5 Biggest Problems of Lower Back Pain

By Sherwin Nicholson | Updated May 1, 2020

lower back pain and your muscles

It’s not just your spine but your quality of life (and even those around you)

This article is to make you more aware of what you can do to minimize the many effects of lower back pain.  I have listed the 5 biggest ones so that you can know what to do to prevent your condition from causing further harm to you and others.

Whether your lower back pain has developed suddenly or slowly over time, the effects on our bodies, our lives and in the lives of others is dramatic.

Your quality of life usually changes and becomes more challenging as your pain worsens.  More restrictions, adjustments and increased fear and anxiety become a big part of your life.  There is less free time to enjoy as you spend more time managing pain.

Most suffer not only physically, but also mentally and emotionally.  Unfortunately for some, it becomes a chronic condition requiring long-term management of discomfort.

It is important to note that not everyone with lower back pain is at risk for this. Many people are still able to relieve, reverse, and recover and resume their normal lives again.

Sometimes the fear of re-injury (especially while are already sore) or worsening a present injury can intimidate you from getting help.

Here are the 5 biggest problems you can have with back pain:


    • Becoming progressively less physically conditioned and fit.
    • Greater muscle weakness, less tone, less responsiveness and risk of injury.
    • Less overall stamina and endurance.

Social and Emotional:

    • A decrease in social activity due to increased need for rest from injury.
    • Having to avoid more enjoyable activities with friends and family.
    • Mental and emotional fatigue from pursuing and failing many avenues of relief from various sources of help.
    • Changes in your mood, emotions and feelings such irritability, fear, worry from the stress that comes from chronic pain.
    • Fear of the unknown: not knowing whether your discomfort is long term or not
    • the emotional toll of not knowing what to do, who to ask, where to go and how to find help.
    • Anxiety and depression that can occur from chronic symptoms and also frustration as the level of discomfort changes throughout the day.
    • The guilt and/or sadness of not being able to contribute well to your own well being, your loved ones and others in your community.
    • The sense of disconnection that results from not being able to show and emphasize the severity of your pain to others.
    • The feeling of loneliness as it can seem that others are living a more comfortable life than yours and are unable to help.
    • More feelings of despair as those around you become less available or supportive as your pain becomes harder to treat.


    • Greater risk in areas other than the lower back.
    • Greater injury to the vertebrae, discs, joints, ligaments, etc.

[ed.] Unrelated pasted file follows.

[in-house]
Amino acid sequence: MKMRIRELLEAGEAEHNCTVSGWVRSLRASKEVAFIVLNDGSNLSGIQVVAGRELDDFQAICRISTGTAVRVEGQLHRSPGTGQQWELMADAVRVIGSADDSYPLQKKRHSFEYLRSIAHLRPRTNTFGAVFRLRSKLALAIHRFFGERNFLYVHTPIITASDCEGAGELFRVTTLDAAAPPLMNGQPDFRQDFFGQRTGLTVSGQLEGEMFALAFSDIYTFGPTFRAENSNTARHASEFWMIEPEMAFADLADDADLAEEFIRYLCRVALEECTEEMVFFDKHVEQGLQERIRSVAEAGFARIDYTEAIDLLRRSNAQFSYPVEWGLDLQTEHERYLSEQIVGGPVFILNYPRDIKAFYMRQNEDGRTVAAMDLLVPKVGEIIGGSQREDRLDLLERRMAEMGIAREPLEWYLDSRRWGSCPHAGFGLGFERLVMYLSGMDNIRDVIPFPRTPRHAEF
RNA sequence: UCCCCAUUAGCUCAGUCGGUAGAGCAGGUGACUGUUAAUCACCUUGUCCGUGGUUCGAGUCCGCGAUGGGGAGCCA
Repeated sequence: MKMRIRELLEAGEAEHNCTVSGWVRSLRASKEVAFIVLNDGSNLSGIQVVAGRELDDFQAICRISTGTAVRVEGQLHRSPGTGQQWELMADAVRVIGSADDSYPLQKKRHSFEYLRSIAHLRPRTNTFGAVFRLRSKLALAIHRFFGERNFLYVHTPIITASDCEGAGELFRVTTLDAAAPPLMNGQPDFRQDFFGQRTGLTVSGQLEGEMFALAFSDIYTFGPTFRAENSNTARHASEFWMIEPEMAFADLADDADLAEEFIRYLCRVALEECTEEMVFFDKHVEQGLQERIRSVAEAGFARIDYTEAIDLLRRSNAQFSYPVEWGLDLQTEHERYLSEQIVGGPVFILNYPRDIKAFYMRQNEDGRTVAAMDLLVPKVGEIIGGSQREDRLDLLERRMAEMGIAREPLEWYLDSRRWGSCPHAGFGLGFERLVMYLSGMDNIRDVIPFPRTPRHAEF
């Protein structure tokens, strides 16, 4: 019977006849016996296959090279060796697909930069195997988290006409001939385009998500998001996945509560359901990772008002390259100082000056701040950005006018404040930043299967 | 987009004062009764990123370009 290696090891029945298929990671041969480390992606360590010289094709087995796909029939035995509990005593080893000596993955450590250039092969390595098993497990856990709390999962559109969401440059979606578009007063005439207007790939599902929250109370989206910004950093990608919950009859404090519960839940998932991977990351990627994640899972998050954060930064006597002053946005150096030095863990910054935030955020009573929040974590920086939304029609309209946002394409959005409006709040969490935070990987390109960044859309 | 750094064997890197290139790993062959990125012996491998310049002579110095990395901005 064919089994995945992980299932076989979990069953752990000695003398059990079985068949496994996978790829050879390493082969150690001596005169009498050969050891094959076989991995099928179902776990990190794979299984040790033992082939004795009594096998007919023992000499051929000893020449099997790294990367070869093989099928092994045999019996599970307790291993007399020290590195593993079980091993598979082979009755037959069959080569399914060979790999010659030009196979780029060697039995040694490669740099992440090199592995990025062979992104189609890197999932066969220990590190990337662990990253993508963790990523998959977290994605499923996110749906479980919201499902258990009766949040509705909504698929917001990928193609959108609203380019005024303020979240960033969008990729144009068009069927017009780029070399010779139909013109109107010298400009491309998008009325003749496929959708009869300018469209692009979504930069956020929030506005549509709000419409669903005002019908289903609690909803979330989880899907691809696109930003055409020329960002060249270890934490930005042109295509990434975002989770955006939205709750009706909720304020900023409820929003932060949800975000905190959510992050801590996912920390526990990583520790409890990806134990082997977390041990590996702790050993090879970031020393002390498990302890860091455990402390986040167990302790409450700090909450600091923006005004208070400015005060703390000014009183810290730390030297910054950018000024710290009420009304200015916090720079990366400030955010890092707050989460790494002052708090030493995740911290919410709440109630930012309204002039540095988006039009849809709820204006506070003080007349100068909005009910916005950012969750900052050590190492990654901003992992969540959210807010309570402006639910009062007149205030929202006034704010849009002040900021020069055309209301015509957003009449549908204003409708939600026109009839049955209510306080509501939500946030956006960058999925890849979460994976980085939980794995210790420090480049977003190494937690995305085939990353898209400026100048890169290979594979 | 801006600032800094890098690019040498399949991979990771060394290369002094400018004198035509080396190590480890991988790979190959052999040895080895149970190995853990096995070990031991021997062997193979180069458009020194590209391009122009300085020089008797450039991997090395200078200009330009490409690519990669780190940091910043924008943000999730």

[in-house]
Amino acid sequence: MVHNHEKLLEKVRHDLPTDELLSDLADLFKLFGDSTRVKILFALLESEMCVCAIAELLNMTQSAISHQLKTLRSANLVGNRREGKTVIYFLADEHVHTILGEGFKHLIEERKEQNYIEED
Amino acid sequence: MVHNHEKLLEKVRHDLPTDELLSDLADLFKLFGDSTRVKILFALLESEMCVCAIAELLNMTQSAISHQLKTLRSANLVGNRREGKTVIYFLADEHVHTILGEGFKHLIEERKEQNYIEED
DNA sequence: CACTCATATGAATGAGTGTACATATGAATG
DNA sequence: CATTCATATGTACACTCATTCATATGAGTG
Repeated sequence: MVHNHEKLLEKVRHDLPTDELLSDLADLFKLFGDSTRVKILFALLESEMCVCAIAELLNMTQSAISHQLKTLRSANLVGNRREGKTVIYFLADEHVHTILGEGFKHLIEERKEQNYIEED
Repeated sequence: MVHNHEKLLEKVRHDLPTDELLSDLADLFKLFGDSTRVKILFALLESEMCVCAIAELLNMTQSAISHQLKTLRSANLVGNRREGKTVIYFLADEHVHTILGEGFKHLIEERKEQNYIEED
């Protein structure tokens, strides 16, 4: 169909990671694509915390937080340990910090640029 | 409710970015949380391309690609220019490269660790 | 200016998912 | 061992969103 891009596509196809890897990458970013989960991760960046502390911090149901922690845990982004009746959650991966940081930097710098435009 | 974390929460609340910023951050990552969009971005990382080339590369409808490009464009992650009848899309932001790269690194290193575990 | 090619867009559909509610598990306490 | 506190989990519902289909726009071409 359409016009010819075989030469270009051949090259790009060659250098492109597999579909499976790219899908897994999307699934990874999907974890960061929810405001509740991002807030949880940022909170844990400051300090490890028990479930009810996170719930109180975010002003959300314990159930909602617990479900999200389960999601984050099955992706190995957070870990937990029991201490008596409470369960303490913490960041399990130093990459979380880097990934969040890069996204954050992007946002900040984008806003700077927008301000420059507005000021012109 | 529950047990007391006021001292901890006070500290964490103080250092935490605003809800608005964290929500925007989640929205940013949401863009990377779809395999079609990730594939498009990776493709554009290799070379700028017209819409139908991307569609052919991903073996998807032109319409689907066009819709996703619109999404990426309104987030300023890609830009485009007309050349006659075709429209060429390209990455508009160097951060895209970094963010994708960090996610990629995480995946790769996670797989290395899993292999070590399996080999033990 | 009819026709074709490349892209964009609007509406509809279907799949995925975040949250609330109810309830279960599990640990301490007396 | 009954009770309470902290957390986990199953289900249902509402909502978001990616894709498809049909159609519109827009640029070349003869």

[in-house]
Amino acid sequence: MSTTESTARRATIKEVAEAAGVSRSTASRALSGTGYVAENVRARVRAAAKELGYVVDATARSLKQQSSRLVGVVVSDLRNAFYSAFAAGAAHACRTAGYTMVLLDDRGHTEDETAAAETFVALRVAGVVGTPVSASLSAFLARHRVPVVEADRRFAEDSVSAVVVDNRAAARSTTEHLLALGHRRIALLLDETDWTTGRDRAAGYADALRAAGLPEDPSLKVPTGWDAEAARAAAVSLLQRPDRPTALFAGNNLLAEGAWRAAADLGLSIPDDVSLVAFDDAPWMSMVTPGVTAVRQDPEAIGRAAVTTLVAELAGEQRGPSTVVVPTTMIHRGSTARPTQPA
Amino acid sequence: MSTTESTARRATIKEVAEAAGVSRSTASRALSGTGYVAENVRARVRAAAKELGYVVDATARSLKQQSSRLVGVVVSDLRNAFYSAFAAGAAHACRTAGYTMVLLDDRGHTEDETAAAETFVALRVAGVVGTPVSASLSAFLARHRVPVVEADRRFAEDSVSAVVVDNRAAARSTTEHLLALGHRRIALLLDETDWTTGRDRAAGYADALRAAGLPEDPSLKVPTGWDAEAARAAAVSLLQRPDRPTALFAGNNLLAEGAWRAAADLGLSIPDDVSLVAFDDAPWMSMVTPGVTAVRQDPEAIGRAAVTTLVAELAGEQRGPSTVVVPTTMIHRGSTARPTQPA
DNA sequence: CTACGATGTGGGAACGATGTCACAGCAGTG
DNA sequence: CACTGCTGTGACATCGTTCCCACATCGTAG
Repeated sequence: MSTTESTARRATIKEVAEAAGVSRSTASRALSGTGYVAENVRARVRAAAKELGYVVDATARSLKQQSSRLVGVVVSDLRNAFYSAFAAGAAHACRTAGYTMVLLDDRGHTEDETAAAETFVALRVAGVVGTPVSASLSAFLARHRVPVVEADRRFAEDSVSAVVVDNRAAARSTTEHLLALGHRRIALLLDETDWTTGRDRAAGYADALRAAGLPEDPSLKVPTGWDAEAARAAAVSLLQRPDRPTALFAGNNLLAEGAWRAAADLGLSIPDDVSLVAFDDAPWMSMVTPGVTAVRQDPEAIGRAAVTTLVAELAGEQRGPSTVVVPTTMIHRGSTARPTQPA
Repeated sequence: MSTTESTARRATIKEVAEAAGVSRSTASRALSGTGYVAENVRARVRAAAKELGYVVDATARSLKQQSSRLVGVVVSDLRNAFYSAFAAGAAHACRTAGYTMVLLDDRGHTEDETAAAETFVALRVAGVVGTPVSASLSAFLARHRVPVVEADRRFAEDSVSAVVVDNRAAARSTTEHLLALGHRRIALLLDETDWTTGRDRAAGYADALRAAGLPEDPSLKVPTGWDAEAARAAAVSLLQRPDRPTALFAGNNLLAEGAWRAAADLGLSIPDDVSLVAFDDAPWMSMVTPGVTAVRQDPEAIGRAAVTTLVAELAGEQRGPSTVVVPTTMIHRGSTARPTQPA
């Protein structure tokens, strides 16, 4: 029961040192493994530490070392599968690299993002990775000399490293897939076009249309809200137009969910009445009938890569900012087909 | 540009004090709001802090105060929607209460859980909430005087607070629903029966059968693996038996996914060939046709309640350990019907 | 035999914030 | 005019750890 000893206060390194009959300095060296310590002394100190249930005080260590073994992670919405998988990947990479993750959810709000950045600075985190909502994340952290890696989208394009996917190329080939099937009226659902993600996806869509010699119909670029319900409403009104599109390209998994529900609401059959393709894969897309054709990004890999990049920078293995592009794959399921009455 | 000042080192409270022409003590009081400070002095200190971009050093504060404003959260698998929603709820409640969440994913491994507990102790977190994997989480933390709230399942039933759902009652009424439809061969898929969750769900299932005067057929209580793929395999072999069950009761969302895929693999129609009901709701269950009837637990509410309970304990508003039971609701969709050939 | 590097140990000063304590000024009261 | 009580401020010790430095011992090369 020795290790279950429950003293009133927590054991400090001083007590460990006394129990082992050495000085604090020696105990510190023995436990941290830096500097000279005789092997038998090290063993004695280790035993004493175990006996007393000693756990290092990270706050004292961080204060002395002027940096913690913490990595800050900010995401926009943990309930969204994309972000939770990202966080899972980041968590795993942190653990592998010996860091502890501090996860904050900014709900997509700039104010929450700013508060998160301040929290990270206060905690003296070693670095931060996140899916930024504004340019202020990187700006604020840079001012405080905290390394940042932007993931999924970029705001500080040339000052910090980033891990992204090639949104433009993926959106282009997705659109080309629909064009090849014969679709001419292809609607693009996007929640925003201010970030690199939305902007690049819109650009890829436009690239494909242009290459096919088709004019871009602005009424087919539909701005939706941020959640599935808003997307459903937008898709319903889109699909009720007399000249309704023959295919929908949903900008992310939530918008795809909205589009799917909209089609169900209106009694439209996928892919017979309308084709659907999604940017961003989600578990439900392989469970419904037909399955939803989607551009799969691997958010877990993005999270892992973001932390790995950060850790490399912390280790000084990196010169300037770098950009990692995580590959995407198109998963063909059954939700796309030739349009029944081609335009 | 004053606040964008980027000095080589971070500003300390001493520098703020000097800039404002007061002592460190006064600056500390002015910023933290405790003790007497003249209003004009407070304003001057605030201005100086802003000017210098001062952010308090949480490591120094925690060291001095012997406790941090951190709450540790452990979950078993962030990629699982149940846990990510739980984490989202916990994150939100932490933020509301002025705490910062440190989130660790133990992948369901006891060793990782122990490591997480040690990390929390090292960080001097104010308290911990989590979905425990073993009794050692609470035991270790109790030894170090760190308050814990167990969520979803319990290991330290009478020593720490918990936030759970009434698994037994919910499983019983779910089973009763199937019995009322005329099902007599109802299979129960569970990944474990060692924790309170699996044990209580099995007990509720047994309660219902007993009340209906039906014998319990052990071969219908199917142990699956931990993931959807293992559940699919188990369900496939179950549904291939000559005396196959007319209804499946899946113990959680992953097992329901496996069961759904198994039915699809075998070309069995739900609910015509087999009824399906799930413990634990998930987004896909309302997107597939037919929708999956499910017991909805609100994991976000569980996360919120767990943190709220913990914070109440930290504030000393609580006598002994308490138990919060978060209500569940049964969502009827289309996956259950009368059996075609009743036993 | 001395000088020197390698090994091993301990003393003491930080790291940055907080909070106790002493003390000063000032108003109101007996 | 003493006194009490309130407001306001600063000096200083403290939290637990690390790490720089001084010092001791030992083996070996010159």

• Increased lumbar, hip, knee and leg muscle and joint stiffness.


    • Progressively more difficulty performing routine tasks.
    • Becoming less able to perform your duties and responsibilities at work or home as well as before.
    • Difficulty sleeping well, sitting for long periods, standing for long periods, basic activities.
    • Less self-sufficiency and more dependency for assistance.
    • Constant fatigue and tiredness.
    • Wasted time, energy and effort in finding the correct medication and their inherent risks and side effects.
    • Adjustments in your career to accommodate for your symptoms.  Time off work.  Job changes.  Working less often.
    • Having to perform specific tasks despite the pain and having to prepare for the discomfort afterwards.


    • More financial responsibility for management and treatment.
    • The cost of time and money for finding the correct medication and their inherent risks and side effects.
    • Loss of financial support from loss of time from work.

Most of the problems associated with back pain can be dealt with directly on your own. Even if you are receiving treatment from a health professional, they can also provide you with valuable self help tips to make your transition out of discomfort easier.

Options to Explore

If you are experiencing pain and are familiar with these impacts as mentioned, do not allow yourself to feel alone or give up.  Understand that you are not alone.  There are effective treatment options that you can use to help you with your particular condition.

If you are visiting this site for information for the purpose of helping others, consider yourself blessed.

Use your freedom from this debilitating condition to learn more about prevention and to reduce the risks for yourself.  If you can use this opportunity to help others, we commend you.  Given how isolating this condition can be, your help is valuable. You can begin by sharing the information that is available on this site and the exercises available in the eBook.

Keep going and use these tips to protect you:

When you hurt in the morning

When it hurts for you to stand

When sitting at work all day is harmful for you


References for this page can be found on the sitewide page.